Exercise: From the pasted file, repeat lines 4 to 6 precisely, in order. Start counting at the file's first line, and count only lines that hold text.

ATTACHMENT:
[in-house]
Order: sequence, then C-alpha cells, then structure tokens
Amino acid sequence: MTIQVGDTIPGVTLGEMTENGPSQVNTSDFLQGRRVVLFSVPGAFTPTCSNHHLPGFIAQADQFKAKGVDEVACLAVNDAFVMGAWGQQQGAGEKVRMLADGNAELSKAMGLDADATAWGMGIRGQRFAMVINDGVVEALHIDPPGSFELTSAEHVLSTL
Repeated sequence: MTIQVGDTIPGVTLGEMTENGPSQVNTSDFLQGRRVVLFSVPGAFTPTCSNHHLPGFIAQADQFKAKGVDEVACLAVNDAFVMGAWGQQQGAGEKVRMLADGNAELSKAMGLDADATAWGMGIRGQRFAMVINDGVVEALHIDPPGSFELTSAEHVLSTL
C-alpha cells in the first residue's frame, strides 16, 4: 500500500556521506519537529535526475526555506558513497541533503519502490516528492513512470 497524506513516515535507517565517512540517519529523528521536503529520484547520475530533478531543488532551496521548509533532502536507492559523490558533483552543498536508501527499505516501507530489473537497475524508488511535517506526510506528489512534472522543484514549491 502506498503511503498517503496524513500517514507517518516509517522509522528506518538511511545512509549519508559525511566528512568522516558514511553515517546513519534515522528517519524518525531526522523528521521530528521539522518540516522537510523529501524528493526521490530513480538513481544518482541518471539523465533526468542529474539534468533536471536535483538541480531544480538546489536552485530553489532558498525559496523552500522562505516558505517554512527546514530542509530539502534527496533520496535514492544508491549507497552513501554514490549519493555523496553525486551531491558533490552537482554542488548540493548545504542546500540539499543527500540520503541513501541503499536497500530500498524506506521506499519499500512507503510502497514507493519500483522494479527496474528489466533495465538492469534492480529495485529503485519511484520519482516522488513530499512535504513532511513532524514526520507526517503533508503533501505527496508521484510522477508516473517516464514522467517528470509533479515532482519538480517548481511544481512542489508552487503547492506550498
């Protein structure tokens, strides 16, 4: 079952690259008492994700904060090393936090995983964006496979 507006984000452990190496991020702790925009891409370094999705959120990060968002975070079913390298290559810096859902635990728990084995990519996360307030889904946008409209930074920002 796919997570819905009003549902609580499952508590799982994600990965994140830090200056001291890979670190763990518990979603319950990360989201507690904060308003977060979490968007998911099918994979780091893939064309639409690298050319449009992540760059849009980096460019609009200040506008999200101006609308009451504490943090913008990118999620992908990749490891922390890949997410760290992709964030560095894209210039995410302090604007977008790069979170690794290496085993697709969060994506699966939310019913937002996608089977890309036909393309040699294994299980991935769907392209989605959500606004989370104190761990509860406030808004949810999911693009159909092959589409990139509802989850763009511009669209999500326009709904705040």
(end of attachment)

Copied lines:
Repeated sequence: MTIQVGDTIPGVTLGEMTENGPSQVNTSDFLQGRRVVLFSVPGAFTPTCSNHHLPGFIAQADQFKAKGVDEVACLAVNDAFVMGAWGQQQGAGEKVRMLADGNAELSKAMGLDADATAWGMGIRGQRFAMVINDGVVEALHIDPPGSFELTSAEHVLSTL
C-alpha cells in the first residue's frame, strides 16, 4: 500500500556521506519537529535526475526555506558513497541533503519502490516528492513512470 497524506513516515535507517565517512540517519529523528521536503529520484547520475530533478531543488532551496521548509533532502536507492559523490558533483552543498536508501527499505516501507530489473537497475524508488511535517506526510506528489512534472522543484514549491 502506498503511503498517503496524513500517514507517518516509517522509522528506518538511511545512509549519508559525511566528512568522516558514511553515517546513519534515522528517519524518525531526522523528521521530528521539522518540516522537510523529501524528493526521490530513480538513481544518482541518471539523465533526468542529474539534468533536471536535483538541480531544480538546489536552485530553489532558498525559496523552500522562505516558505517554512527546514530542509530539502534527496533520496535514492544508491549507497552513501554514490549519493555523496553525486551531491558533490552537482554542488548540493548545504542546500540539499543527500540520503541513501541503499536497500530500498524506506521506499519499500512507503510502497514507493519500483522494479527496474528489466533495465538492469534492480529495485529503485519511484520519482516522488513530499512535504513532511513532524514526520507526517503533508503533501505527496508521484510522477508516473517516464514522467517528470509533479515532482519538480517548481511544481512542489508552487503547492506550498
């Protein structure tokens, strides 16, 4: 079952690259008492994700904060090393936090995983964006496979 507006984000452990190496991020702790925009891409370094999705959120990060968002975070079913390298290559810096859902635990728990084995990519996360307030889904946008409209930074920002 796919997570819905009003549902609580499952508590799982994600990965994140830090200056001291890979670190763990518990979603319950990360989201507690904060308003977060979490968007998911099918994979780091893939064309639409690298050319449009992540760059849009980096460019609009200040506008999200101006609308009451504490943090913008990118999620992908990749490891922390890949997410760290992709964030560095894209210039995410302090604007977008790069979170690794290496085993697709969060994506699966939310019913937002996608089977890309036909393309040699294994299980991935769907392209989605959500606004989370104190761990509860406030808004949810999911693009159909092959589409990139509802989850763009511009669209999500326009709904705040």